“The union has just got these documents that they’ve photocopied and have overlooked the fact that there are 12 operations to making one of the garments in question,” he said. “All they’ve got on the invoice that they’ve got hold of from Dolphin, is that they’re being charged 19 cents [Australian, equivalent to 10 cents] for carrying out the operation. Using our GSD [general sewing data] we’ve compared it against the award rate for that particular operation and 19 cents is the award for that particular operation. So they’re paying award wages.”
Award wages are equivalent to minimum wages in the U.S. and are designated by sector or industry.
TCFU organizer Steve Davies — of no relation to the Speedo official — commented, “If I’ve made a genuine [miscalculation] mistake, I’ve made a genuine mistake, but it still does not alter the fact that it is illegal to pay by the piece.”
Although Rob Davies acknowledged that Dolphin is one of three Sydney factories to which Speedo Australia has regularly contracted work over the course of the past five years, he said that, in accordance with the corporate policy of its parent, Pentland, Speedo Australia had a signed human rights agreement with all these factories. Contract workers must sign this agreement and provide documentation covering wages, hours of work, overtime, annual leave, public holidays, superannuation, other leave entitlements and all other employment conditions before work can commence.
Only one of the three factories has responded to Speedo’s request that the plants guarantee that workers are not being exploited. Dolphin is one of the two which had yet to respond as of last Friday.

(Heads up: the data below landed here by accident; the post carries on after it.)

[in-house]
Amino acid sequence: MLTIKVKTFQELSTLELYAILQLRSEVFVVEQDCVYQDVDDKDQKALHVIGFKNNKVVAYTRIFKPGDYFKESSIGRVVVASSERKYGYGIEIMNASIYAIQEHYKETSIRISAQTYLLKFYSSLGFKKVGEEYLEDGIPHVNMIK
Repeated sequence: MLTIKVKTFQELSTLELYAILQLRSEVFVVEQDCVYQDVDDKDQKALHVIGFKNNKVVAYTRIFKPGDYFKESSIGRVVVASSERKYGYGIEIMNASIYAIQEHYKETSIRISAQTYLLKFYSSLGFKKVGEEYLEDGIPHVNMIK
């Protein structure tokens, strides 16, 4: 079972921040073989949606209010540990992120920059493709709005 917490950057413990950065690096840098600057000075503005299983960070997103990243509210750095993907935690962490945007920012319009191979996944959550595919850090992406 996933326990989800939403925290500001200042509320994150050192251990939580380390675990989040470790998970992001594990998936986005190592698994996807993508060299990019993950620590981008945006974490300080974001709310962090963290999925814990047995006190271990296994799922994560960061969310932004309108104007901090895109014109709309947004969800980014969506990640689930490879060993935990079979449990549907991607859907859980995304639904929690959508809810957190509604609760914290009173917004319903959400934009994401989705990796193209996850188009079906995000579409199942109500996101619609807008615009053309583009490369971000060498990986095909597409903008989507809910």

“If the union says these places don’t exploit their workers, and if they also conform to Pentland’s Human Rights Policy, then we’ll use them,” Davies said. “But if we can’t get those guarantees, then we won’t manufacture the product.”
Davies defended the company’s decision to continue to use such contractors in the future for “one-off” and small run jobs. “We’re selling into Speedo International’s range and they’re making 500,000 garments at a time,” he said. “If the Australian market dictated that somebody needed 50 or 100 garments, then we would make them. But I can’t keep a factory open for 50 garments.”
TCFU’s Davies acknowledged that subcontractors often assign part of their work to individuals, but noted, “Those people are getting paid so much per piece. It is illegal under the award. You cannot pay by the piece, you can only pay them an hourly rate. So they’re in breach of the award there and in a lot of cases the workers also haven’t got their superannuation [or] worker’s compensation coverage.”
The union is seeking action against Speedo’s contractors based on breaches of the Clothing Trades Award and failure to register workers. While Speedo says three contractors are involved, the union says it is moving against four facilities.
Davies of the TCFU characterized Pentland’s claim that it doesn’t source from unethical sources as untrue and said Speedo had “no idea where their garments are being made.”
He noted, “We don’t want to spoil Speedo’s name, because we want our members to be employed by Speedo. If they eventually sack them without proper consultation — and that means removing the threat of the sack — then we’ll drag them back into the bloody Commission. We’ll be seeking orders for reinstatement and whatever other remedies we can get.”